It’s three weeks since car dealerships re-opened following the COVID-19 lockdown. In this time I have spoken with more than 20 dealer group Directors, and it is very clear that there is a big divide between those dealer groups that have set out to make money and those that have decided to minimise losses. Interestingly, most have achieved what they set out to do.
The risk-averse, accountancy lead dealer groups have very much limited the number of people they have un-furloughed and have not yet restarted their marketing campaigns. It is interesting to see that they are predicting losses in the month of June.
In contrast, things look far more positive for the sales and marketing led dealer groups, who turned on their marketing in the latter part of May, brought most of their staff back on the 1st of June, and now have everyone back at work. These dealerships are predicting profits for the month of June.
Many groups have seen a good level of used car sales, selling approx. 6 used cars to each new car sold, depending on the brand, and are achieving surprisingly good chassis profits. A number of sales led dealer groups we work closely with are now achieving between 130% and 180% of ‘normal’ unit volumes, and about £1480 PPU, again up on normal levels. These groups have their marketing machine on full, and all their sales teams back in the business working at full capacity. One of these organisations is forecasting a record June for net profit.
Those dealerships who began buying used cars and filled their workshops with vehicle preparation before retail work returned, are finding their used car sales continue to surge ahead of last year, week on week, as they have the stock to feed the demand. Dealerships that held back, are now struggling to buy stock at the right price and are then competing with retail to get their cars prepared through the workshop, and as a result, early used car sales surges are dying back.
Car dealerships have large core costs. To make a profit it is essential to market the business hard and have the right team in place across the business. I heard of a dealer group Finance Director saying, “We’ve far fewer people in our sales departments at the moment and we are selling a similar number of cars, let’s have some redundancies”. My prediction is that these businesses will suffer with customer satisfaction, compliance, and profit per unit issues over the coming weeks. Clearly having less available resources in your sales teams is going to have an impact, if not on units then on the quality of the sale. Interestingly, almost across the board, F&I income has taken a tumble. My analysis highlighted a direct correlation between the percentage of the sales force back at work, and the F&I income – the lower the percentage, the lower the income.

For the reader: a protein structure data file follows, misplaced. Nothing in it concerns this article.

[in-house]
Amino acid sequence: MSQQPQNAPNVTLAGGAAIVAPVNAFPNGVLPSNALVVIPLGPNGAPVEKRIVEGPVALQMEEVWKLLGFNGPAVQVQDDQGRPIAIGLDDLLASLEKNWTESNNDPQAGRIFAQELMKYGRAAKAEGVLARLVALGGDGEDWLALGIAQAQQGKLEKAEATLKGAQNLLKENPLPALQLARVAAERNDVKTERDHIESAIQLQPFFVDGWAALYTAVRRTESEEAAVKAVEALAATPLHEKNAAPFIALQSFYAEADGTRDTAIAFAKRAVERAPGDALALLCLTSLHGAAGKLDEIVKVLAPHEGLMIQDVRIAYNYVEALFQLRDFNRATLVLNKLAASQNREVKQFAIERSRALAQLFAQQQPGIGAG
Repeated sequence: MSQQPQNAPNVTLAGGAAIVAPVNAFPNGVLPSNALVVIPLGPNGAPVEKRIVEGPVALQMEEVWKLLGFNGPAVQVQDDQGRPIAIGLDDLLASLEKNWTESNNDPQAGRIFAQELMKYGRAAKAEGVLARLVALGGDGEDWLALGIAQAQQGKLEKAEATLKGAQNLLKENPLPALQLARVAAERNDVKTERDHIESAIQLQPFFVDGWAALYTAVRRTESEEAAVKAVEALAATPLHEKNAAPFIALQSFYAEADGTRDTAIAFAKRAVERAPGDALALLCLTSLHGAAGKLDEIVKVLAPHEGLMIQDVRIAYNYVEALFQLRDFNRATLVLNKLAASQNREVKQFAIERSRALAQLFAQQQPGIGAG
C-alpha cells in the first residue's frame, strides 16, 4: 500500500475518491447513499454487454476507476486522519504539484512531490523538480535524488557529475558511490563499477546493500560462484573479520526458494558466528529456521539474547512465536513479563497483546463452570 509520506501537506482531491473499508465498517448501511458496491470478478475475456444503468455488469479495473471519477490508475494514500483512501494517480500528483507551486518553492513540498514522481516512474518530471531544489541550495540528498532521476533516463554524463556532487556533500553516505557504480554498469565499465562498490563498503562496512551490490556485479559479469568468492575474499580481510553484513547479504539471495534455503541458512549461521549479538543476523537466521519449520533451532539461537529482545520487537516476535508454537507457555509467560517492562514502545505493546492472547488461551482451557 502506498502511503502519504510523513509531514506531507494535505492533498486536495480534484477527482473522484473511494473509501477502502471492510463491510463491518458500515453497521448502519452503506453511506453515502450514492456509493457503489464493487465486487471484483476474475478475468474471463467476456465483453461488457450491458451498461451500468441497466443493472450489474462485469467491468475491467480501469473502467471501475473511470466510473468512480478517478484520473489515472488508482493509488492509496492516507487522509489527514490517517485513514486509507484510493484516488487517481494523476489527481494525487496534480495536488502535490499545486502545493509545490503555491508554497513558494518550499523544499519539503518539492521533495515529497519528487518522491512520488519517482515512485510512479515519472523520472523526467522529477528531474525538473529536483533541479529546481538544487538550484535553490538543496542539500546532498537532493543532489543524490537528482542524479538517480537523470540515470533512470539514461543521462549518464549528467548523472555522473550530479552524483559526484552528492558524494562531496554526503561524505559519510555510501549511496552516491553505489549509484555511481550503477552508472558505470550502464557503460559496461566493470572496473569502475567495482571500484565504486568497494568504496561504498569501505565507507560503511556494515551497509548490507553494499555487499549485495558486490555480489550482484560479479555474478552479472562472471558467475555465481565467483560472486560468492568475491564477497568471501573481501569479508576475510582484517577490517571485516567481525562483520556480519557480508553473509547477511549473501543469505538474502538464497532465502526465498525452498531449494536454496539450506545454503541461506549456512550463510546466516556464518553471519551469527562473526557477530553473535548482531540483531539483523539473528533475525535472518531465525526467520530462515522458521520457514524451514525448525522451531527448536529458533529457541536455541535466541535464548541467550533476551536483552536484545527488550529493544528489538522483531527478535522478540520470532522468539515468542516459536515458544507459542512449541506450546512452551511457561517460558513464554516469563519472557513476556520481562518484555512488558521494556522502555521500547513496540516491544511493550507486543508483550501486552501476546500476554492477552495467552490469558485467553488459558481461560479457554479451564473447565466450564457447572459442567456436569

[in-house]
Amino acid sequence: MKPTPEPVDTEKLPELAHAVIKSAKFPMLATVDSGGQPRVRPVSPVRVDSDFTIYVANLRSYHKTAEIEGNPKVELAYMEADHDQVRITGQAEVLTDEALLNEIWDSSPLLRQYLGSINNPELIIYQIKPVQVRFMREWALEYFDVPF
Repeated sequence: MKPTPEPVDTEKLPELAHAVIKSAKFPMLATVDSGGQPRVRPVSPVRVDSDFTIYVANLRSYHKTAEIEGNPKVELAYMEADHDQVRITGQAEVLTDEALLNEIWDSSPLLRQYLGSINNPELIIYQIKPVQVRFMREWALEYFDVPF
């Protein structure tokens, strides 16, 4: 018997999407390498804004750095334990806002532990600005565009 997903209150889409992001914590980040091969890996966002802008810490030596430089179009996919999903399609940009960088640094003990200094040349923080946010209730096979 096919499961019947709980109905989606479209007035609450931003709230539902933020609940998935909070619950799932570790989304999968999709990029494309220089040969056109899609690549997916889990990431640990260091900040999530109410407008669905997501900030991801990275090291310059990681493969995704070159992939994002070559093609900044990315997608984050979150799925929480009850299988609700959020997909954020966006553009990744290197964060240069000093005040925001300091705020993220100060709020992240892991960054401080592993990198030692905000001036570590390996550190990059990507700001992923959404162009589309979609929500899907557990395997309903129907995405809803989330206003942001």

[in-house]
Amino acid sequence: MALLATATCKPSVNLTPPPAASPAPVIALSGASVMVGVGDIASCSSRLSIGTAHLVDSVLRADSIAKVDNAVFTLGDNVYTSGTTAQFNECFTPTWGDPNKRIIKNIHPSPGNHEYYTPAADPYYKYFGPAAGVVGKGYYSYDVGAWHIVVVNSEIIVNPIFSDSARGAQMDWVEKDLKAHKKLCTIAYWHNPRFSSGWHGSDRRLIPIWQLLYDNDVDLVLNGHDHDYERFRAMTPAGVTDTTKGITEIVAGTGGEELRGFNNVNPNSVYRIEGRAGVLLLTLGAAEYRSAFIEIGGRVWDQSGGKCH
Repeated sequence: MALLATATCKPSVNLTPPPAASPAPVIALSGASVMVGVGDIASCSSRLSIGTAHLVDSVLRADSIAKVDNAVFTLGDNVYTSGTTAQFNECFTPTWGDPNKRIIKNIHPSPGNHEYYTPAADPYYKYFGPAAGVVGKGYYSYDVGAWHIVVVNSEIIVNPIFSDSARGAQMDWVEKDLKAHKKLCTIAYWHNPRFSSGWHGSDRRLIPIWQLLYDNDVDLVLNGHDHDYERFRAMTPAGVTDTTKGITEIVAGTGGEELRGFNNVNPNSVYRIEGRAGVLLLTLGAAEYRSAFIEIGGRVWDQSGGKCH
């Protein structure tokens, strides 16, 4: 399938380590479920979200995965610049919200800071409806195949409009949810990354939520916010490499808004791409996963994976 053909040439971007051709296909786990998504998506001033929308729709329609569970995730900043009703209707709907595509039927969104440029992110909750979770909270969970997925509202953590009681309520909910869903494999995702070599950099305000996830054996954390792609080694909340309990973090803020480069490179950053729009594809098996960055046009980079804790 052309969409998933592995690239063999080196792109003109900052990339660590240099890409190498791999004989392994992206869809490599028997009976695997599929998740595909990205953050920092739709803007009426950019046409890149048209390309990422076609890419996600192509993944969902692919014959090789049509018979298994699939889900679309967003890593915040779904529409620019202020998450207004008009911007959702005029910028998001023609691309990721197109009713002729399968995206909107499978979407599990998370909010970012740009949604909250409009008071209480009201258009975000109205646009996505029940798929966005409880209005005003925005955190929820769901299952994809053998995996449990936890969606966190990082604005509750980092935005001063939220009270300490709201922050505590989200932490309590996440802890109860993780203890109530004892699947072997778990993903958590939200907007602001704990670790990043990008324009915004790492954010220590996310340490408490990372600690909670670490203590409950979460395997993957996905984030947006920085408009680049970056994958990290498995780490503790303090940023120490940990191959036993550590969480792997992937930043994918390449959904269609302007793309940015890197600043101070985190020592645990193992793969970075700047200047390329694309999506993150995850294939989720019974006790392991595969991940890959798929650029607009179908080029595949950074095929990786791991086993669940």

Selling the car is only about 1/3 of the job. Once deliveries of new and used car sales catch up with the sales volumes of recent weeks, the workload on the few salespeople back in the accountancy led businesses will result in a drop in conversion ratios.
As for new cars, it appears manufacturers are holding back. There clearly is a market there, as demonstrated by one brand in the daily registration figures. However, not all manufacturers have released strong enough offers into the market to drive PCP led, payment based, consumer demand. I expect this to change in the coming weeks.
It’s clear to me from my discussions over the first three weeks since car dealerships re-opened, that those dealer groups who prepared for getting back to full business profits have achieved this and more. So my advice to dealers is this, the market is there for the taking, get your marketing machines going, get your offers in place and fully staff your businesses now and get making money again!
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